Waves and Windows in SSRI Withdrawal



Tapering off of an SSRI can be very difficult.  It’s not like other ailments that have defined timelines and symptoms.  When a doctor treats a broken bone, there are long established milestones in recovery.  SSRI withdrawal is different.  Each case seems to be unique, with different length and severity of symptoms.  One of the frustrating parts of withdrawal is the way that symptoms fluctuate over time.  People call them waves and windows.  At first, withdrawal is unremitting.  There seems to be no respite from the symptoms.  After some time, which varies from person to person, symptoms begin to break up into cycles.  There are times when symptoms aren’t as bad, and other times when they are quite severe.  It’s not a universal pattern.  Some patients find that they have constant symptoms that slowly go away.  The wave/window pattern seems to be the majority, though.


Waves describe those times when symptoms are more severe.  Symptoms can be physical or emotional.  It feels like getting sick.  When you start to get a cold, you can feel little changes that presage the illness.  A sore throat or headache, then the full symptoms of the cold start in a day or two.  A wave has similar precursors.  Usually, physical symptoms are the first sign that a wave is coming.  A stiff neck, headaches, and dizziness are some of the symptoms.  A day or two later, the emotional symptoms become more pronounced.  These symptoms include obsessive or compulsive thoughts, depression, or anxiety.  It can be helpful to break waves up into different parts.  Knowing that each part of a wave is coming, and what to expect next, can make the whole process easier to handle.  The reason we’re so adept at knowing the cycle of a cold is that we’ve had them off and on all our lives.  we’re aware of the subtle changes in our bodies that tell us that we’re getting sick.  In the same way, it takes some experience before you can separate the parts of wave from each other.  It takes still more time to develop ways of dealing with each part of a wave.

Physical symptoms of a wave are hard to mitigate.  There isn’t much you can do about general joint pain, headaches, or dizziness.  You can try analgesics like aspirin or ibuprofen, but those aches are fairly resistant to those kinds of pain killers.  Dizziness is likewise difficult to deal with.  Withdrawal dizziness isn’t just something that happens when you stand up or spin around.  It’s hard to believe that you can feel dizzy when you lie down, but it happens in withdrawal.  Try to stay as still as possible until it gets better.  Try to use the physical symptoms as a sign that there are new symptoms coming that you need to deal with.

There isn’t really any way to avoid the emotional symptoms of a wave.  There is no way to “suck it up and get over it”.  Our minds create our reality in a fluid way.  The anxiety, depression, and obsessions of a wave are just as real as the screen in front of you.  The fact that our rational mind would recognize that it’s not real or overblown doesn’t mean much when you’re experiencing it.  That’s the essence of a wave.  It’s not rational or thoughtful.  Obsessive thoughts can be about almost anything from the benign to the surreal.  Self harm can suddenly seem like a rational idea.  In normal thought, the entire spectrum of emotions are right below the surface.  When you’re cut off in traffic, you have several choices.  You can ignore it, respond verbally or visually, speed up, slow down.  Even the psychotic is present in that moment.  We’ve become so accustomed to suppressing psychotic thoughts that we don’t even realize that the idea of ramming the other car didn’t rise up to our conscious minds.  In withdrawal, those thoughts that would normally be dismissed without a thought gain the same weight in our conscious minds as socially acceptable thoughts.  The only way to mitigate the emotional symptoms of a wave is to be mindful of the difference between normal thought and the unnatural power that irrational thought has in a wave.  It’s very hard to pick apart which thoughts are your normal responses and which ones are caused by the wave.  They mingle together in a chaotic way.  That’s what makes your reactions to a window just as important as your reactions to a wave.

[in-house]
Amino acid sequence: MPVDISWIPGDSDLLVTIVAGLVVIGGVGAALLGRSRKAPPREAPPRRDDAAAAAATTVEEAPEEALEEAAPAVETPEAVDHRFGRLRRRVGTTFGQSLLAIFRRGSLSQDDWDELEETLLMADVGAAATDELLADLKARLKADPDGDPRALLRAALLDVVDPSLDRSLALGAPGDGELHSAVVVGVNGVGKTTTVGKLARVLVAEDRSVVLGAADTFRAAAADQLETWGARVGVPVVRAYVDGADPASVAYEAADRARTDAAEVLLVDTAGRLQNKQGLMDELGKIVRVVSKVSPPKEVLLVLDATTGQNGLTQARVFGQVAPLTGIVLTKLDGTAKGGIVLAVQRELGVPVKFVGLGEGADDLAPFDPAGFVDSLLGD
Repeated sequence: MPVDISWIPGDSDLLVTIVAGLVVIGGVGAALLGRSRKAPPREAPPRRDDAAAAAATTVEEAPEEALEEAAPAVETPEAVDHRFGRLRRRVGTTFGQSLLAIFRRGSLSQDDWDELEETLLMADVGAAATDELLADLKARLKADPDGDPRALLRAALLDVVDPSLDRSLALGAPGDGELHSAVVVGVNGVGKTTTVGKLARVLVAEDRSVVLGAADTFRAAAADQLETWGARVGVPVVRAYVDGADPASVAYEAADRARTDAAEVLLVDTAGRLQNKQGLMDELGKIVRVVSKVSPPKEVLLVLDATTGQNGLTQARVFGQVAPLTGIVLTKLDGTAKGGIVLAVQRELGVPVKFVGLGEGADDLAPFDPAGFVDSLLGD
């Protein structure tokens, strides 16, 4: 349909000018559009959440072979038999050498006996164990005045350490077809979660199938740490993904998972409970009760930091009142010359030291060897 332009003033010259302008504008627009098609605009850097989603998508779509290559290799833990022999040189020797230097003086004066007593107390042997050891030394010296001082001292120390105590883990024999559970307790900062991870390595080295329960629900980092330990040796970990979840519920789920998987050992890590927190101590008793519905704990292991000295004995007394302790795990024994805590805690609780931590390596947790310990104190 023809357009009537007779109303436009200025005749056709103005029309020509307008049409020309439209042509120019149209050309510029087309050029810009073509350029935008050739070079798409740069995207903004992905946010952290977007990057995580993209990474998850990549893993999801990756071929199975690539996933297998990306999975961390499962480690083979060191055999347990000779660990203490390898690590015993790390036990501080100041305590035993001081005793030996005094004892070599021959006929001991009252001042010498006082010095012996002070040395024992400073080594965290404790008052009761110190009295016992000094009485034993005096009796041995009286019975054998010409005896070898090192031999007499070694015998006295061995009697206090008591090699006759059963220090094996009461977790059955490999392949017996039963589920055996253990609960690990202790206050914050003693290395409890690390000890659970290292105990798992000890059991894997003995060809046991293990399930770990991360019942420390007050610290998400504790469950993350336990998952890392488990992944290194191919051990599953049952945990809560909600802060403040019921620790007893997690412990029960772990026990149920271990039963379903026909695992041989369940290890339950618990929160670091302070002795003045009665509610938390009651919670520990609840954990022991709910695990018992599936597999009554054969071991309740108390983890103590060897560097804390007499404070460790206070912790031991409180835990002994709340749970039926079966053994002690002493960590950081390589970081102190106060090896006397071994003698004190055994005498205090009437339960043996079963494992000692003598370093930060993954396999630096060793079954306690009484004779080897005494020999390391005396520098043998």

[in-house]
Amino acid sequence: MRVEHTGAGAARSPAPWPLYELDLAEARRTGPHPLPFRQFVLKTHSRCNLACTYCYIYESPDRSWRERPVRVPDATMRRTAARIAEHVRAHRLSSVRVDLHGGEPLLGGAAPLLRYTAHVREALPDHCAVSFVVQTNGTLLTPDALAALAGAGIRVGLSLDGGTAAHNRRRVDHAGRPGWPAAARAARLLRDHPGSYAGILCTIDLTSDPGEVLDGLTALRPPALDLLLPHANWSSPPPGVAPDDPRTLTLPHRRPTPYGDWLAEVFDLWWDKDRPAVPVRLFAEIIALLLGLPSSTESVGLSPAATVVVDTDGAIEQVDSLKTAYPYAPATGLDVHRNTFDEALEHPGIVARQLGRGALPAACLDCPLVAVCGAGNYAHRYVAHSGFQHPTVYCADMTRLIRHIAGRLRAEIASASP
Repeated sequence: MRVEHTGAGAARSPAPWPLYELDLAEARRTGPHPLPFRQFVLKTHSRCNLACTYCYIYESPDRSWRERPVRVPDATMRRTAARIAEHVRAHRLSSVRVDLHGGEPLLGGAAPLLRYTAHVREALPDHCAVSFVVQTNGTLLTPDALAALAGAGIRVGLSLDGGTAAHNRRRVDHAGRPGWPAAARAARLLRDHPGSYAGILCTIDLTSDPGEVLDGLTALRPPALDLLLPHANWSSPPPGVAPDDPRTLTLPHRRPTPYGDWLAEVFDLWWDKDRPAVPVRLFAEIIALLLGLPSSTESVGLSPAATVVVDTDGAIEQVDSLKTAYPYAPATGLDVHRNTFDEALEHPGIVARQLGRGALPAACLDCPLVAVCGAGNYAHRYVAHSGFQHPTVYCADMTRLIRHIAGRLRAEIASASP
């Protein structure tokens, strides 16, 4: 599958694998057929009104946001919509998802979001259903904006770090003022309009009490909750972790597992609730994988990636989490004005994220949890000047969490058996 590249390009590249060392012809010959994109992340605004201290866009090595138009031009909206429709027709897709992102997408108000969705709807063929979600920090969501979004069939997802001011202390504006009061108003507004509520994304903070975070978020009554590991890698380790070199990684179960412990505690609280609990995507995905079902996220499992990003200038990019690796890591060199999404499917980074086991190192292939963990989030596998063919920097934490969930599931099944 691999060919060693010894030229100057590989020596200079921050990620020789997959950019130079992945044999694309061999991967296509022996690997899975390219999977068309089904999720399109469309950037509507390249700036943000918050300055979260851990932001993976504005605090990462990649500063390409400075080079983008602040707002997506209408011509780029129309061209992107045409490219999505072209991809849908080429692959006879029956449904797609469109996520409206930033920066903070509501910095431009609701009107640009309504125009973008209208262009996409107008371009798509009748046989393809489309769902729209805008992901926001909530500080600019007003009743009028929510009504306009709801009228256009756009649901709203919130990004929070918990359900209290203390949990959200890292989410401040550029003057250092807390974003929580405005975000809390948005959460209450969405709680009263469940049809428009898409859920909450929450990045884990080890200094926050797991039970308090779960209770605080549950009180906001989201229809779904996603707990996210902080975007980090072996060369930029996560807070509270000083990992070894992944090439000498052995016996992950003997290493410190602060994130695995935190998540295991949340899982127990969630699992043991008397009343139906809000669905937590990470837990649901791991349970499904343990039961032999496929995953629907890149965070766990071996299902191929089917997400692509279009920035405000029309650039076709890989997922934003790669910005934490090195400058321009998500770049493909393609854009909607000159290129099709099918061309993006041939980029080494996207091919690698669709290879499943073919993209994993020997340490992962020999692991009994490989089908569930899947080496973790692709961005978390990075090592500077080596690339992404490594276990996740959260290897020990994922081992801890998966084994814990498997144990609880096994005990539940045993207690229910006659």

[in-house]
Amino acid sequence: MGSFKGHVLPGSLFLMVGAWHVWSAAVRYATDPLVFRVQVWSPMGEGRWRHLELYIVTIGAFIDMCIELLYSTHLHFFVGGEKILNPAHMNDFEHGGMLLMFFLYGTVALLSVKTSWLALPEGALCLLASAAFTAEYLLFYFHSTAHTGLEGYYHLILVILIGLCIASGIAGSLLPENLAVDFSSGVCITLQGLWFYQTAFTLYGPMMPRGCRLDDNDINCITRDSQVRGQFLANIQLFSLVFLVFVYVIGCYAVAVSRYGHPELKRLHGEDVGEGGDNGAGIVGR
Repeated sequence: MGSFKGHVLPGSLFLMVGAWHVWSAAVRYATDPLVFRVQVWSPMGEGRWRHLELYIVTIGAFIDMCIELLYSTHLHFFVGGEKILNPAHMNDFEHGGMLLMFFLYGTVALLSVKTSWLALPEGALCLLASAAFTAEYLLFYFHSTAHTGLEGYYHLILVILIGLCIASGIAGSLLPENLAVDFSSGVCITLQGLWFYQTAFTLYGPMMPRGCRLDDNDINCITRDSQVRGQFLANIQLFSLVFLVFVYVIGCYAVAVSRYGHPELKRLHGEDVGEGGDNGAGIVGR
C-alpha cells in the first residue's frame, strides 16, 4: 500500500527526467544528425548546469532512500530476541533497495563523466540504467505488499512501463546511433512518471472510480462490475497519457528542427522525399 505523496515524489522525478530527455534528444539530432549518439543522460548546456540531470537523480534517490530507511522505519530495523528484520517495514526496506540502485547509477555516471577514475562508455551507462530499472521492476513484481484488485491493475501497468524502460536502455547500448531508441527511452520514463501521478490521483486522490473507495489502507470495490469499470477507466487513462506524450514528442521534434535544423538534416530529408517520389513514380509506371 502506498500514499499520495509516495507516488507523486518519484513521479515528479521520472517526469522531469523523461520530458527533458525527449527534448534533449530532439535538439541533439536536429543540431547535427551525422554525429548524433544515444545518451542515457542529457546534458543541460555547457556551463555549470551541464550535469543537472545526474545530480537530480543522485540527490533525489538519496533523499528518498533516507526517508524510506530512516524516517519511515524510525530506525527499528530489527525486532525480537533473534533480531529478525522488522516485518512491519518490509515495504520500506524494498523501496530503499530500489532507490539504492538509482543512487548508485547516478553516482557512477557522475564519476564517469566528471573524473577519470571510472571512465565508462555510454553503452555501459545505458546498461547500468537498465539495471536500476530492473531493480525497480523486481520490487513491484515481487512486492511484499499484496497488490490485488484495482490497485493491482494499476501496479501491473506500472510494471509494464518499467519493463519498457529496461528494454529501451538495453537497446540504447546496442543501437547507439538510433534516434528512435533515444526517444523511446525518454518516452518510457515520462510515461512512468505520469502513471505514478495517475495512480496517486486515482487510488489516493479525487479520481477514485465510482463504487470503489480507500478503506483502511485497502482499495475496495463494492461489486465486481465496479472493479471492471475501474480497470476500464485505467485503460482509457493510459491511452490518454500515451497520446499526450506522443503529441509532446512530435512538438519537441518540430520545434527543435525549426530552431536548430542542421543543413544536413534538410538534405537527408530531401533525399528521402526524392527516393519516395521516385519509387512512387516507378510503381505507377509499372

Windows are periods of time when symptoms are not as pronounced as they were before.  At first, it feels like it’s over… you beat withdrawal, you’re free.  That’s the cruel joke of SSRI withdrawal.  Windows and waves are intertwined together.  The way withdrawal works for most people is that the windows slowly, ever so slowly, get longer, and the waves get shorter.  A window is more than a vacation from symptoms, though.  It is a huge relief to have some time off from feeling miserable.  Savor the good times in withdrawal, because that is what you have to look forward to in recovery.  More than relief, though, windows are an opportunity to prepare yourself to deal with waves in a better way.  Try to pay attention to how you feel.  Examine the way you think, the way you respond to things.  Try to recognize the way that you automatically choose responses and thoughts.  Emotionally, a window is a return to the normal way of parsing thoughts.  Instead of allowing all thoughts to rise to consciousness, you mind is automatically tuning out undesirable thoughts based on your personality.  Paying attention to the process during a window makes it easier to impose that same kind of structure during the next wave.  It’s that mindfulness that you’ll need during the next wave.  After a while, you can tell when a thought is out of character, and consciously dismiss it.